Because merle "dilutes" sections of eumelanin pigment but doesn't affect red, it can make ghost tan much more obvious. This beautiful merle has visible ghost tan points. Note how they are much less distinct than normal tan points, and a much "muddier" shade.

Quick Summary!
No time to read the whole thing? Here's the quick version!

The K locus in dogs has three alleles: K (dominant black), kbr (brindle) and k (non-black).

Dominant black dogs (Kk or KK) are solid eumelanin all over, with or without white markings. The eumelanin can be modified by other genes to liver, blue, isabella or even merle, but there can't be any red/tan (phaeomelanin) in the coat except for bronzing, which is discolouration or bleaching.

kk dogs are "non-blacks". A kk dog will display whatever it has on its A locus (sable, tan points or agouti), which will usually be a mix of eumelanin and phaeomelanin. A kbrk or kbrkbr dog will also display whatever it has on its A locus, but any phaeomelanin in the coat will be brindled.

Most black dogs have the dominant black gene, but there's also another, much rarer gene that can cause solid black too - recessive black (a on the A locus).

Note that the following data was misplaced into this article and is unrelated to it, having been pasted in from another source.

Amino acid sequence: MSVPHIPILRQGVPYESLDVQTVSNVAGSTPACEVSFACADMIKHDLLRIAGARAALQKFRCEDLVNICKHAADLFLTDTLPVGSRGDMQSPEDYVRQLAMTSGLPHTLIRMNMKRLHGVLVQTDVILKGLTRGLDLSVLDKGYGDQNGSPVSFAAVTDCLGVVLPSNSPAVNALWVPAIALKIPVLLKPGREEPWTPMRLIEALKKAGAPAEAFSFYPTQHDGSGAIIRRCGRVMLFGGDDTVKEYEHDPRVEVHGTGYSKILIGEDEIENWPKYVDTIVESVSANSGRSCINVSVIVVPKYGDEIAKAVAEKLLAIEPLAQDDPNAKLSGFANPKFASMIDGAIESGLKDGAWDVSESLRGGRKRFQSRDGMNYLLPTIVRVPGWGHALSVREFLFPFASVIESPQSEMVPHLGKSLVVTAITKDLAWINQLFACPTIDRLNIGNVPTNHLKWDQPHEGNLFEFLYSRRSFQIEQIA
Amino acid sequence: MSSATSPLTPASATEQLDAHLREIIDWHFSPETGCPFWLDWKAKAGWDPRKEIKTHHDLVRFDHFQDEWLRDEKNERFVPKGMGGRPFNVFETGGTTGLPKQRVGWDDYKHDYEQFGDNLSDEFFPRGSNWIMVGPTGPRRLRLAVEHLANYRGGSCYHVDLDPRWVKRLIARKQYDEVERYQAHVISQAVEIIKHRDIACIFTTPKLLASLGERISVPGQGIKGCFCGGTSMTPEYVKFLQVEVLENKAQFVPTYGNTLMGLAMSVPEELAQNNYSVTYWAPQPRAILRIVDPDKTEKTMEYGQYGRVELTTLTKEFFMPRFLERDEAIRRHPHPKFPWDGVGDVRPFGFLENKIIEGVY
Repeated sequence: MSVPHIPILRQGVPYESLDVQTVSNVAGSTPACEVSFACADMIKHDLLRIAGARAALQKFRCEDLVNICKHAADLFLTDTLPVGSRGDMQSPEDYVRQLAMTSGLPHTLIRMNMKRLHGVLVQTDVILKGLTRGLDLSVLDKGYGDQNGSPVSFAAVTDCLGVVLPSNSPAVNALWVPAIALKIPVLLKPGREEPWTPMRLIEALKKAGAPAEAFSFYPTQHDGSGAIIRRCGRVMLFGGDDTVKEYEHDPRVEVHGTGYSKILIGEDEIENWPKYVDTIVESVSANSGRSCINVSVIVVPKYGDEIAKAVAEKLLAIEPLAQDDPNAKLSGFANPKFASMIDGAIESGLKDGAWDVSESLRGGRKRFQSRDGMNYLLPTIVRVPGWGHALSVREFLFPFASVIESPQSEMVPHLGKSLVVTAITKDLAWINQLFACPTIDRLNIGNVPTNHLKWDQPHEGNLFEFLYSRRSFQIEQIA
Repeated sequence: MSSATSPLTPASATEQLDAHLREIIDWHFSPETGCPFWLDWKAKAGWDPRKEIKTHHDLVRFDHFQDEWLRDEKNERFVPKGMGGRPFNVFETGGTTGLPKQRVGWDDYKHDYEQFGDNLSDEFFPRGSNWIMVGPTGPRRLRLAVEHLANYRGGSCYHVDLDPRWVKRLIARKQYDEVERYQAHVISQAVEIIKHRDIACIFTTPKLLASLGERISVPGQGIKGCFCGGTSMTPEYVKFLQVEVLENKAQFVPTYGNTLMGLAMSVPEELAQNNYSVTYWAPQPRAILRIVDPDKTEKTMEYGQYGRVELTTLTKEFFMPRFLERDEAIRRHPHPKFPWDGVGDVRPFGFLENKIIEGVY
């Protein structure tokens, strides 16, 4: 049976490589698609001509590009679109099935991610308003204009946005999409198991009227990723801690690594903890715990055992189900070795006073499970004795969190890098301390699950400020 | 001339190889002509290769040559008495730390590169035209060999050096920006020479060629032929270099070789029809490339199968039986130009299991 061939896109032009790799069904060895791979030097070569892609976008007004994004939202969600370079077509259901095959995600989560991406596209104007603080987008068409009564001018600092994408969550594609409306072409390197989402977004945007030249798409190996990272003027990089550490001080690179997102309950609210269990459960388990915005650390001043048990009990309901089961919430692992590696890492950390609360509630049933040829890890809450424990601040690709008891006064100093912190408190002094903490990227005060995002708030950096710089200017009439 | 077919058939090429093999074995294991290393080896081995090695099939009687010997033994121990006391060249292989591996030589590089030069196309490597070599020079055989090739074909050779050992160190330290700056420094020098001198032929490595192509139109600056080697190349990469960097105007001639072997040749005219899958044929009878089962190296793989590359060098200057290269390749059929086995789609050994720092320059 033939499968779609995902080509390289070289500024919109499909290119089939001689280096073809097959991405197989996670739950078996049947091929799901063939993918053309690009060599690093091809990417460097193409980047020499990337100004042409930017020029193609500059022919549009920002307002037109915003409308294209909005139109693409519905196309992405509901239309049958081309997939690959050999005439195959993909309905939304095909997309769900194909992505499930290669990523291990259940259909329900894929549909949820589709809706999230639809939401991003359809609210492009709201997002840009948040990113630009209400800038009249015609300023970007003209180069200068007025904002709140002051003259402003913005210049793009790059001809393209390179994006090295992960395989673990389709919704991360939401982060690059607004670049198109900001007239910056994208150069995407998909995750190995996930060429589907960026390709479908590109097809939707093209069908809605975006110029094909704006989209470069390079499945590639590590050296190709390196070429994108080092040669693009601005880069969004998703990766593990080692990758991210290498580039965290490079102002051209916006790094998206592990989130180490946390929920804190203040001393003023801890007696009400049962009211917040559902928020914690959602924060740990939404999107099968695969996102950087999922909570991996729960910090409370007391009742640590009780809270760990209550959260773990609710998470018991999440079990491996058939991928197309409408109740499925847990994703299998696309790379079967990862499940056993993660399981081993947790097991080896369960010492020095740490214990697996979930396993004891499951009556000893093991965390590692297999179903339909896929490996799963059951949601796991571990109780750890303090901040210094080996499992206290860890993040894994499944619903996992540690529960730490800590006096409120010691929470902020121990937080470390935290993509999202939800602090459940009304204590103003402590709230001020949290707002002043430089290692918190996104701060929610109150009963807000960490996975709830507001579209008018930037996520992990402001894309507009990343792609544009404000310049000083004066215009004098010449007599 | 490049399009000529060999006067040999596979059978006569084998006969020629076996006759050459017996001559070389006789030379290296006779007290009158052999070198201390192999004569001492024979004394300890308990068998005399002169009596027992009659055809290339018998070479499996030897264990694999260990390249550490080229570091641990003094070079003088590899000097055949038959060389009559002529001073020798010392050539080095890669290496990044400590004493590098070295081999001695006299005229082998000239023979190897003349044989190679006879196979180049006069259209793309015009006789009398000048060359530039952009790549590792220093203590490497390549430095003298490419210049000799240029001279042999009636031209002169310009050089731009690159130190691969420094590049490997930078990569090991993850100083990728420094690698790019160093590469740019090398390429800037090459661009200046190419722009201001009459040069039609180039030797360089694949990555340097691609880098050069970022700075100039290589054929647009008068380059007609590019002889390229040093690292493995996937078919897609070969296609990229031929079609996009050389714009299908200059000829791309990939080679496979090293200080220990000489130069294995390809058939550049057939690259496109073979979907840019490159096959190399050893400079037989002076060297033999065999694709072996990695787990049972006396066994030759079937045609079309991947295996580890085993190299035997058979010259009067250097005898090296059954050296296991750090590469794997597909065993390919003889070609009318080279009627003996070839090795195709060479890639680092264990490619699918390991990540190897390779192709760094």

Seal and ghost tan are caused when the A locus seems to "show through" on a dominant black dog, possibly caused by a faulty K allele.

Further Info and Links

The gene causing dominant black in dogs is known as CBD103 (Canine Beta Defensin 103). When this was discovered, it was the first time that this gene had been shown to have an effect on coat/skin colour. The human version of this gene, DEFB103a, is involved in immunity, however there doesn't seem to be any link between the K locus and health in dogs.

If you've studied the genetics of any other domestic animals then you'll probably be aware that black in almost all other mammals is recessive, making dogs more-or-less unique. Cattle also have a dominant black gene, but theirs is located on the E locus (MC1R). K-locus black is found in dogs only.

Links to studies:
Exclusion of melanocortin-1 receptor (mc1r) and agouti as candidates for dominant black in dogs:
A Beta-Defensin Mutation Causes Black Coat Color in Domestic Dogs: